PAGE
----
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Candidate Blood Proteome Markers of Alzheimer’s Disease Onset and Progression: A Systematic Review and Replication Study

Research output: Contribution to journalArticle

Steven Kiddle, Martina Sattlecker, Petroula Proitsi, Andy Simmons, Eric Westman, Chantal Bazenet, Sally Nelson, Stephen Williams, Angela Hodges, Caroline Johnston, Hilkka Soininen, Iwona Kloszewska, Patrizia Mecocci, Magda Tsolaki, Bruno Vellas, Stephen Newhouse, Simon Lovestone, Richard Dobson

Original languageEnglish
Article numberN/A
Pages (from-to)N/A
JournalJOURNAL OF ALZHEIMERS DISEASE
VolumeN/A
Issue numberN/A
E-pub ahead of print2013

King's Authors

Abstract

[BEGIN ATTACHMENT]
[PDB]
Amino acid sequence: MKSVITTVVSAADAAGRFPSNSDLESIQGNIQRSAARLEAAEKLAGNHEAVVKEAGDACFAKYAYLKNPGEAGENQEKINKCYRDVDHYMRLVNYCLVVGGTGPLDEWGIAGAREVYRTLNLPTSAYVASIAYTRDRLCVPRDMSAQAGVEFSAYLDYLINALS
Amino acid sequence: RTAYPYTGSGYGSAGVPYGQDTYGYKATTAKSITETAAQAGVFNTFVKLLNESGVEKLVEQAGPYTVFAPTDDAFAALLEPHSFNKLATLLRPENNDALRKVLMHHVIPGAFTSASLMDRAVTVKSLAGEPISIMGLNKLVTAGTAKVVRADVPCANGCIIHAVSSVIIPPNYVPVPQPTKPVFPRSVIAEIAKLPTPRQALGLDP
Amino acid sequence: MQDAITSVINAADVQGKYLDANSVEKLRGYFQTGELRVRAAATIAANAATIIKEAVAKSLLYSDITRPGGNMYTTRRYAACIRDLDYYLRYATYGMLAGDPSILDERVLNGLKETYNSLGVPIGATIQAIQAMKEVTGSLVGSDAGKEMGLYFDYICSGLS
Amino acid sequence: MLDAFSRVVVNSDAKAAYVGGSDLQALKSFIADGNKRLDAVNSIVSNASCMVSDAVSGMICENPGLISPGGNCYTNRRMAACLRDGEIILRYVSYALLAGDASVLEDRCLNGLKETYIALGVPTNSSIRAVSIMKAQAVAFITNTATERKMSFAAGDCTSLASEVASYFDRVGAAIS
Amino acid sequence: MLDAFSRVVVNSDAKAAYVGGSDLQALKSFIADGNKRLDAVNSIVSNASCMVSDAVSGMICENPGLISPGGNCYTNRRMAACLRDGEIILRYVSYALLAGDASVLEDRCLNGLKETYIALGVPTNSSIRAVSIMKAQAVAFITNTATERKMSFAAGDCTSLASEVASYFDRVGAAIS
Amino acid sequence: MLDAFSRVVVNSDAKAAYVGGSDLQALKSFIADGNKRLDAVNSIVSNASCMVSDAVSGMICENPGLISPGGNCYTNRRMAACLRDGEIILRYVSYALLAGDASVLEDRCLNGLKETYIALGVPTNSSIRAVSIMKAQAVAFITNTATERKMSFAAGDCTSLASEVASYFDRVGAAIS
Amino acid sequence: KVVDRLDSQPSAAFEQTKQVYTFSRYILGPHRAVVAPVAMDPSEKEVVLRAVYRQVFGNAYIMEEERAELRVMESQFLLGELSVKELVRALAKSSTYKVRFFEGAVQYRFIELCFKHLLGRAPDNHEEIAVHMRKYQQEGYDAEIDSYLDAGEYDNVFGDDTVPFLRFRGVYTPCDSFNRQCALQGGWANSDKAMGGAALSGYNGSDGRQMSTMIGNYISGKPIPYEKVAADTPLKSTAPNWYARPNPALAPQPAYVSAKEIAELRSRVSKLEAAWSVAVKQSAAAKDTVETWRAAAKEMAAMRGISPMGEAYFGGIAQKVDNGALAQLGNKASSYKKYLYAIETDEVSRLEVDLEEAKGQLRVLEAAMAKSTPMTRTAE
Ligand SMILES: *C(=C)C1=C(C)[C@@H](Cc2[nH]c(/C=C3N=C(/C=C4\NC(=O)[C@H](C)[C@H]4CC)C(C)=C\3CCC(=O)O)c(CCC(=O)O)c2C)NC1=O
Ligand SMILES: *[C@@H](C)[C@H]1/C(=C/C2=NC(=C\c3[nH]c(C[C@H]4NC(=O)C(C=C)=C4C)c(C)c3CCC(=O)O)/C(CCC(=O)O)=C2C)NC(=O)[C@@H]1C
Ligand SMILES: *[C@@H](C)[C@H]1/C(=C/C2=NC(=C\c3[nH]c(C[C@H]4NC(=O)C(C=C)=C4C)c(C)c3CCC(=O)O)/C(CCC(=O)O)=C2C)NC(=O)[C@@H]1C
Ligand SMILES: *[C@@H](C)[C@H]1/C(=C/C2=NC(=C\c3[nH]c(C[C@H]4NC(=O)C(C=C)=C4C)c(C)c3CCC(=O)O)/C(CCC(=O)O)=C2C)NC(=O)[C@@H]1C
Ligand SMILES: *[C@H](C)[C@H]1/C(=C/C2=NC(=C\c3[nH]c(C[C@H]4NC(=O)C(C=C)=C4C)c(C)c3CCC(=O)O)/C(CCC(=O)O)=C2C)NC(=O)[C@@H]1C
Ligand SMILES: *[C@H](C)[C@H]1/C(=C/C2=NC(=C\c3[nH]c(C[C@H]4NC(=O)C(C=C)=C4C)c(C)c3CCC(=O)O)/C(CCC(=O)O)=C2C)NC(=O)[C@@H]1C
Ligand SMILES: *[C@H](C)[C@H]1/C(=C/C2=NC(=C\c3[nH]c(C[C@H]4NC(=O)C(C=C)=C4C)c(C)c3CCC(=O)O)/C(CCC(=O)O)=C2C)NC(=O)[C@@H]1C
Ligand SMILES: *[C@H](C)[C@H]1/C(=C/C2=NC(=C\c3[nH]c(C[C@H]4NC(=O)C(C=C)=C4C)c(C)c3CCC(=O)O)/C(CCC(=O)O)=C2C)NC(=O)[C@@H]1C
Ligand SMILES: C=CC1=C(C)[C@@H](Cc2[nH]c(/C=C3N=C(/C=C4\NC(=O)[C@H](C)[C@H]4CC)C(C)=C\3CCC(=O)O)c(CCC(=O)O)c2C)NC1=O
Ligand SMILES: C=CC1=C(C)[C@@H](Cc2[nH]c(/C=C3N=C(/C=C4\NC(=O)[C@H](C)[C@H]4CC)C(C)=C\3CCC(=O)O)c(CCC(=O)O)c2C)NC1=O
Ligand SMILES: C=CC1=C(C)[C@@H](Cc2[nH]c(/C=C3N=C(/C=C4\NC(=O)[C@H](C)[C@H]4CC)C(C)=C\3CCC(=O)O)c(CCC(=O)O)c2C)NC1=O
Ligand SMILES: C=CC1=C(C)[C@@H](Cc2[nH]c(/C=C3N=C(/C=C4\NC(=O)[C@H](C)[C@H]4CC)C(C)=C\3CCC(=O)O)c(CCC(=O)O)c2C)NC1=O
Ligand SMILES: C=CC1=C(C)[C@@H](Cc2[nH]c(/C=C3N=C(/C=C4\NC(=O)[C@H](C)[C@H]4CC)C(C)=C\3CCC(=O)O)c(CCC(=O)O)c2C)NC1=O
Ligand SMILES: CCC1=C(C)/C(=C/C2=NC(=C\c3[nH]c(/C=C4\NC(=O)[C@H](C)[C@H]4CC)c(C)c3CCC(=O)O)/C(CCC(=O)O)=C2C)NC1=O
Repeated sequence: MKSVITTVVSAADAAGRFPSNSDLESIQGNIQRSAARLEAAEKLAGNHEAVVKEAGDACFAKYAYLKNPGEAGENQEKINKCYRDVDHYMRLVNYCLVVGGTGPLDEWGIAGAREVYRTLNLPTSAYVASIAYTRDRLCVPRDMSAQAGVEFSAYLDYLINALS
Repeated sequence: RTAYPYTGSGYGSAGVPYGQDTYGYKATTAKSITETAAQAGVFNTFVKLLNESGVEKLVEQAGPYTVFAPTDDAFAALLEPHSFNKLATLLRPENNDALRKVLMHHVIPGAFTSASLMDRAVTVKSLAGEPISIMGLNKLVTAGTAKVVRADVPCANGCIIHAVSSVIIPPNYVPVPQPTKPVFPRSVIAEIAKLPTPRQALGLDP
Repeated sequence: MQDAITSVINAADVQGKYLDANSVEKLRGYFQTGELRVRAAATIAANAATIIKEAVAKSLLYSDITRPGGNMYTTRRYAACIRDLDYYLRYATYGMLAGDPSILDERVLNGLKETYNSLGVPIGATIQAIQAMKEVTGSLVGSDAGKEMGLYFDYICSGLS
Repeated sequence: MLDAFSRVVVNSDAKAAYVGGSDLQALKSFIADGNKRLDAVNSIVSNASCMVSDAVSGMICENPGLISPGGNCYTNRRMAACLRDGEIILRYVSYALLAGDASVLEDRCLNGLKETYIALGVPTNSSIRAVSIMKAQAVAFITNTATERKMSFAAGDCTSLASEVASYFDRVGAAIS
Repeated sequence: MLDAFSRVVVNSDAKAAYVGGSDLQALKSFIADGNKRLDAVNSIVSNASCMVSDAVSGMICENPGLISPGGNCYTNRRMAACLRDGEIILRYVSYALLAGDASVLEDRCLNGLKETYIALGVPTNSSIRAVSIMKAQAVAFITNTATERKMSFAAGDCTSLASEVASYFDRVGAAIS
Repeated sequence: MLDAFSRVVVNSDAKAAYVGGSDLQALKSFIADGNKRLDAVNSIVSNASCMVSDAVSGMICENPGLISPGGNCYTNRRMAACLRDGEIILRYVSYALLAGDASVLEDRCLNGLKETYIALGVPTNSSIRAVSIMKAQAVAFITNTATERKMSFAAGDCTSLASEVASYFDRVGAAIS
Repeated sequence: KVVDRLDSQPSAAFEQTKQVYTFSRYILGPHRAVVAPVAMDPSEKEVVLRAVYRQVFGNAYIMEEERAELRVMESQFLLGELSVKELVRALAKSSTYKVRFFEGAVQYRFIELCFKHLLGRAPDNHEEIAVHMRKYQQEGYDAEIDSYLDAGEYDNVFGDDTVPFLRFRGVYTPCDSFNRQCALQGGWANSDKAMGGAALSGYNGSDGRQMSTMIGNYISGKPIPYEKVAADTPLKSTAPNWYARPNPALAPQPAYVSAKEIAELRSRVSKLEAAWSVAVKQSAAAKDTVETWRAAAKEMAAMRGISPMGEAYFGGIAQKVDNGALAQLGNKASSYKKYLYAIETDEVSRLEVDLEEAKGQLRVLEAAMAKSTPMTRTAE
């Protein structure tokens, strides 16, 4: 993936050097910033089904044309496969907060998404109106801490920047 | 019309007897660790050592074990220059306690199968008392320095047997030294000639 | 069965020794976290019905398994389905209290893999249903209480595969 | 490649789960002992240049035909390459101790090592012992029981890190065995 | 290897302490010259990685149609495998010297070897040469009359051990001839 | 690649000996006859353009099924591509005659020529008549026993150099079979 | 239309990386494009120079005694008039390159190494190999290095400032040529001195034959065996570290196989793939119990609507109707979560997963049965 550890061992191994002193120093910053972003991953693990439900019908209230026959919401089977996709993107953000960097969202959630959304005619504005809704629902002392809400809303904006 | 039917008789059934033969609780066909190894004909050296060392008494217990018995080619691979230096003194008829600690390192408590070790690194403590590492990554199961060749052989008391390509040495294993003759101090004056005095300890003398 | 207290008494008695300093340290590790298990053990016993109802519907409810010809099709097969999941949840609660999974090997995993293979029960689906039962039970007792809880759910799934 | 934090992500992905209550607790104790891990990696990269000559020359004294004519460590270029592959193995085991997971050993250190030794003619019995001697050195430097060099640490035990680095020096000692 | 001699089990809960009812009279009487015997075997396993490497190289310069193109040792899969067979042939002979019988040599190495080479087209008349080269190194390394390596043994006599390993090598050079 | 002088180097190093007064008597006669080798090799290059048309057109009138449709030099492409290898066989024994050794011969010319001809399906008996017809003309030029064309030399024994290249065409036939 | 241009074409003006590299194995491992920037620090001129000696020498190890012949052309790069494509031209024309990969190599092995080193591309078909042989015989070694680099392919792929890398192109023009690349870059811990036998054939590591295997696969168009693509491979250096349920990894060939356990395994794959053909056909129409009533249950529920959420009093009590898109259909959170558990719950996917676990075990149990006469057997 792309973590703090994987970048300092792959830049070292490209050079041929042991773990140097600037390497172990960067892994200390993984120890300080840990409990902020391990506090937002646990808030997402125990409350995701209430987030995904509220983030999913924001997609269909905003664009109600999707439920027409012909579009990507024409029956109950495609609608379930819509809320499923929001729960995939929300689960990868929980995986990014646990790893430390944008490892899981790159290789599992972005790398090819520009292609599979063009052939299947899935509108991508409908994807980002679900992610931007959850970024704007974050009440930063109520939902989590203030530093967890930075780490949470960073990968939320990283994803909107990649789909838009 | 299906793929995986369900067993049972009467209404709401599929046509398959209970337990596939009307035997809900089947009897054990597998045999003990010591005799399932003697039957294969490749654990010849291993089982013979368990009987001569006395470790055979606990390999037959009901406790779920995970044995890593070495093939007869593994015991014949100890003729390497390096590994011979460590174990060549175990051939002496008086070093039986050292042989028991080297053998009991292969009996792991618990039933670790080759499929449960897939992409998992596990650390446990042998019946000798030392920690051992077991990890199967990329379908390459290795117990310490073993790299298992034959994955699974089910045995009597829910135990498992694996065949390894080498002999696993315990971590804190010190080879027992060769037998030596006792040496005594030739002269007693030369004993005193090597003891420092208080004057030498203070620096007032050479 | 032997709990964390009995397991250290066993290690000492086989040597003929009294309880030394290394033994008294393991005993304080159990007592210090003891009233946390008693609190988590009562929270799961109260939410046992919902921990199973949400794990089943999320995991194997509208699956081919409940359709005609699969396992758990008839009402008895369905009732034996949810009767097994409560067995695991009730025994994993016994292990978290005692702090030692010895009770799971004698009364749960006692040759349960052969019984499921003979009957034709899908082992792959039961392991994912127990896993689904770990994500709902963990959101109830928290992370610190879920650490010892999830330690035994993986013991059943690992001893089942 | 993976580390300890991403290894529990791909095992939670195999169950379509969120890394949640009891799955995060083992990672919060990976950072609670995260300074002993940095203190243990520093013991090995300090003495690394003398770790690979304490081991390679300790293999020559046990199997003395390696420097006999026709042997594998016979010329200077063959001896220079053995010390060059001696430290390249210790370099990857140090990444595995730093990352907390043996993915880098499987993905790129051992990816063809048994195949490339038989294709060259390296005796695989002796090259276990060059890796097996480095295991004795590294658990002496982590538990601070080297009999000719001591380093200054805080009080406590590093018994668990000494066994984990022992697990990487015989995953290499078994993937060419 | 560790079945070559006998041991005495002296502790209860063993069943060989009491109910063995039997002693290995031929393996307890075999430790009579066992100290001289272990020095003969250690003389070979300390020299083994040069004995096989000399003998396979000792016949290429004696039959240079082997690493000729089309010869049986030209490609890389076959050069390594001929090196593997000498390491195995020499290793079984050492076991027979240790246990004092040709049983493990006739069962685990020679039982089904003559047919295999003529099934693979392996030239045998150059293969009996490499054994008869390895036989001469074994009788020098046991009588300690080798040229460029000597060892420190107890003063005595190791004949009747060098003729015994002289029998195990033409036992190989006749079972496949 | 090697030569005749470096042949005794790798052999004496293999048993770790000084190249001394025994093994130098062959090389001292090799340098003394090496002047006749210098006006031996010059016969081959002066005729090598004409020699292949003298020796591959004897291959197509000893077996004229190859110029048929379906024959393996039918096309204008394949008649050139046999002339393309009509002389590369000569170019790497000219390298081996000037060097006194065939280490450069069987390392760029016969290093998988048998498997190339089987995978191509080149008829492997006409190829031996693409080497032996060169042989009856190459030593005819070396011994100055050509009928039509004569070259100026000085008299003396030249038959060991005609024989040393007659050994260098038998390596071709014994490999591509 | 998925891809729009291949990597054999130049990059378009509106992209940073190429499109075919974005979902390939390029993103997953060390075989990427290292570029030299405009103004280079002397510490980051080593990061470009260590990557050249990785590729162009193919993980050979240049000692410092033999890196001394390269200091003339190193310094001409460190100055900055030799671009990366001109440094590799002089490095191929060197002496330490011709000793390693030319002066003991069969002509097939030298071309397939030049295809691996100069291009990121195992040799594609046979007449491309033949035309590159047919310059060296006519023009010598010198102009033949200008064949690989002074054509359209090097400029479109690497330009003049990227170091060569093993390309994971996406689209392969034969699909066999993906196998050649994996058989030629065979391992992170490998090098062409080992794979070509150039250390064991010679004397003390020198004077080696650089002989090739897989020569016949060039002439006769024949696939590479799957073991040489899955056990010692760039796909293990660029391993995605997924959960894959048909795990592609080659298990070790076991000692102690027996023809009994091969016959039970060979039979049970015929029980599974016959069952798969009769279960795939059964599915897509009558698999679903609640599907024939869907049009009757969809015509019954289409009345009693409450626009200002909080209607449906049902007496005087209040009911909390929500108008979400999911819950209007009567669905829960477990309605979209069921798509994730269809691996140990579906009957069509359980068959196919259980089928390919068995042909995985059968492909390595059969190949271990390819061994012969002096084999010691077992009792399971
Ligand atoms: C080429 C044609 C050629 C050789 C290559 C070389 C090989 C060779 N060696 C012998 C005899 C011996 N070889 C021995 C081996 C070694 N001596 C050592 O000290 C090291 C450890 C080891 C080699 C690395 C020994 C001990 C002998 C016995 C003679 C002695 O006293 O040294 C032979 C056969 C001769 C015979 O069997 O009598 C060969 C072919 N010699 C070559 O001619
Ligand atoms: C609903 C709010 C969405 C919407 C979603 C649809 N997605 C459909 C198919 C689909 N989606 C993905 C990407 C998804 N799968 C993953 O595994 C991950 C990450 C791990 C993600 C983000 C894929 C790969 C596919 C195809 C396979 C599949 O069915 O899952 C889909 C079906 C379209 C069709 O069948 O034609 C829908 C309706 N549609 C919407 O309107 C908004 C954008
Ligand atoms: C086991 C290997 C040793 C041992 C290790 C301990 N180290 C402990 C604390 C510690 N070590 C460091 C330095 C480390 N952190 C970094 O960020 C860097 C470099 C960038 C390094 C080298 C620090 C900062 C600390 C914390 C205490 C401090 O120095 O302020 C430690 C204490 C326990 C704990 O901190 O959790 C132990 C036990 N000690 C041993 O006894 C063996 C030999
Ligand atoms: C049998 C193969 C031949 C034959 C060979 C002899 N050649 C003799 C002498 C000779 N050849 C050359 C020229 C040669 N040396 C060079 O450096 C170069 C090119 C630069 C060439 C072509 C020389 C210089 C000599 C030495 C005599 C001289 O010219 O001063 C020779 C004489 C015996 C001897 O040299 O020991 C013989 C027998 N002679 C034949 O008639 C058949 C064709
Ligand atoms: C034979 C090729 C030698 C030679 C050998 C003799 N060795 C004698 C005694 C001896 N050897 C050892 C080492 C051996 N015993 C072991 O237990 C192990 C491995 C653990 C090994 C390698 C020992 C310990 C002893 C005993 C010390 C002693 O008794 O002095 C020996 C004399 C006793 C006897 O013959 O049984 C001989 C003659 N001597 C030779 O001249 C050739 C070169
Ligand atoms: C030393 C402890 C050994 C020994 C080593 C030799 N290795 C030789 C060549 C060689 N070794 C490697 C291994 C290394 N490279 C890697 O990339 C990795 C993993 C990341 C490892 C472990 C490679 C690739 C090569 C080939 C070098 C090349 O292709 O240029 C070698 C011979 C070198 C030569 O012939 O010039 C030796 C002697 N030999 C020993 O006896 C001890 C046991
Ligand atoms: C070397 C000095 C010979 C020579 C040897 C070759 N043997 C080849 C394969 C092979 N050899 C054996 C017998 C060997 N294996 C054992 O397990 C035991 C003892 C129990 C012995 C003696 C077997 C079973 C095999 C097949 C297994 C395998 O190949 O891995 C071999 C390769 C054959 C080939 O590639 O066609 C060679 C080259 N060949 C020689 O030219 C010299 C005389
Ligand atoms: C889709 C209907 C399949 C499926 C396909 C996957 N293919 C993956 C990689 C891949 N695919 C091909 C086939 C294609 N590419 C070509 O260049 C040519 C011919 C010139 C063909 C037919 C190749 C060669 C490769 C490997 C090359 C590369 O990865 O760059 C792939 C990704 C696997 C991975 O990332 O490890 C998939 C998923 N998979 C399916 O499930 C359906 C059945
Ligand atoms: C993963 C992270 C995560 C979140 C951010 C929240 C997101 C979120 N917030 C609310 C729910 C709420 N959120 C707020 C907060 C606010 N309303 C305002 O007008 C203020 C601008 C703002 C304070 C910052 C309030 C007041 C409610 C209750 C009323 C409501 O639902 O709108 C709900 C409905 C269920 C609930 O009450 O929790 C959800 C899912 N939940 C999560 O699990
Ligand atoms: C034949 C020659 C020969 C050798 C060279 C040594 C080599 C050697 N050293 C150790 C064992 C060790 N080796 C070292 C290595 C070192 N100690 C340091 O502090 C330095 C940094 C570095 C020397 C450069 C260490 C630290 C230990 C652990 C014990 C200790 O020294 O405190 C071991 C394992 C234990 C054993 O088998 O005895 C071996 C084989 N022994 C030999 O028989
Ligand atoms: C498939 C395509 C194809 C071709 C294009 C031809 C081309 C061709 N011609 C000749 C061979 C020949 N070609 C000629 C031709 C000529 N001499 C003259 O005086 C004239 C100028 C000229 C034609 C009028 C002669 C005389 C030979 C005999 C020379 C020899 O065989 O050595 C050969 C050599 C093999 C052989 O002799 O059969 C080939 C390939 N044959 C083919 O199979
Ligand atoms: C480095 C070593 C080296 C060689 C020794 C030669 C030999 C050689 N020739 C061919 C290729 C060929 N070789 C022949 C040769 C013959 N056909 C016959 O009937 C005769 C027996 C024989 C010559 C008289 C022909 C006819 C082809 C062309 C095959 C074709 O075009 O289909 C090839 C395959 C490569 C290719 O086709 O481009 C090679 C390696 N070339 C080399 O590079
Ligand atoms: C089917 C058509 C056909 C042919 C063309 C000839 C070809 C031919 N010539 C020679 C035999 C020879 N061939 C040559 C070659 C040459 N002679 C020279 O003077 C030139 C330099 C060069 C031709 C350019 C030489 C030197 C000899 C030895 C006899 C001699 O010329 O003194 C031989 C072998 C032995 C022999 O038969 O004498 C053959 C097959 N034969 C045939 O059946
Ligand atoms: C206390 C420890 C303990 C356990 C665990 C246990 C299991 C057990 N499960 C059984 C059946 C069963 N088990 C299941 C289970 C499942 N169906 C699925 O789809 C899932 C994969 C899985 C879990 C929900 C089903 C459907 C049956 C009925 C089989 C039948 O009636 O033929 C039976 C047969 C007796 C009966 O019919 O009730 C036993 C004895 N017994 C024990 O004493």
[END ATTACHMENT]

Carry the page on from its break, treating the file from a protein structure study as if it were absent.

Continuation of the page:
A blood-based protein biomarker, or set of protein biomarkers, that could predict onset and progression of Alzheimer's Disease (AD) would have great utility; potentially clinically, but also for clinical trials and especially in the selection of subjects for preventative trials. We reviewed a comprehensive list of published discovery or panel-based (>100 proteins) blood proteomics studies of AD, which had identified a total of 163 candidate biomarkers. Few putative blood-based protein biomarkers replicate in independent studies but we found that some proteins do appear in multiple studies; for example, four candidate biomarkers are found to associate with AD-related phenotypes in five independent research cohorts in these 21 studies: alpha-1-antitrypsin, alpha-2-macroglobulin, apolipoprotein E, and complement C3. Using SomaLogic’s SOMAscan proteomics technology, we were able to conduct a large-scale replication study for 94 of the 163 candidate biomarkers from these 21 published studies in plasma samples from 677 subjects from the AddNeuroMed (ANM) and the Alzheimer’s Research UK/Maudsley BRC Dementia Case Registry at King’s Health Partners (ARUK/DCR) research cohorts. Nine of the 94 previously reported candidates were found to associate with AD-related phenotypes (False Discovery Rate (FDR) q-value < 0.1). These proteins show sufficient replication to be considered for further investigation as a biomarker set. Overall, we show that there are some signs of a replicable signal in the range of proteins identified in previous studies and we are able to further replicate some of these. This suggests that AD pathology does affect the blood proteome with some consistency.

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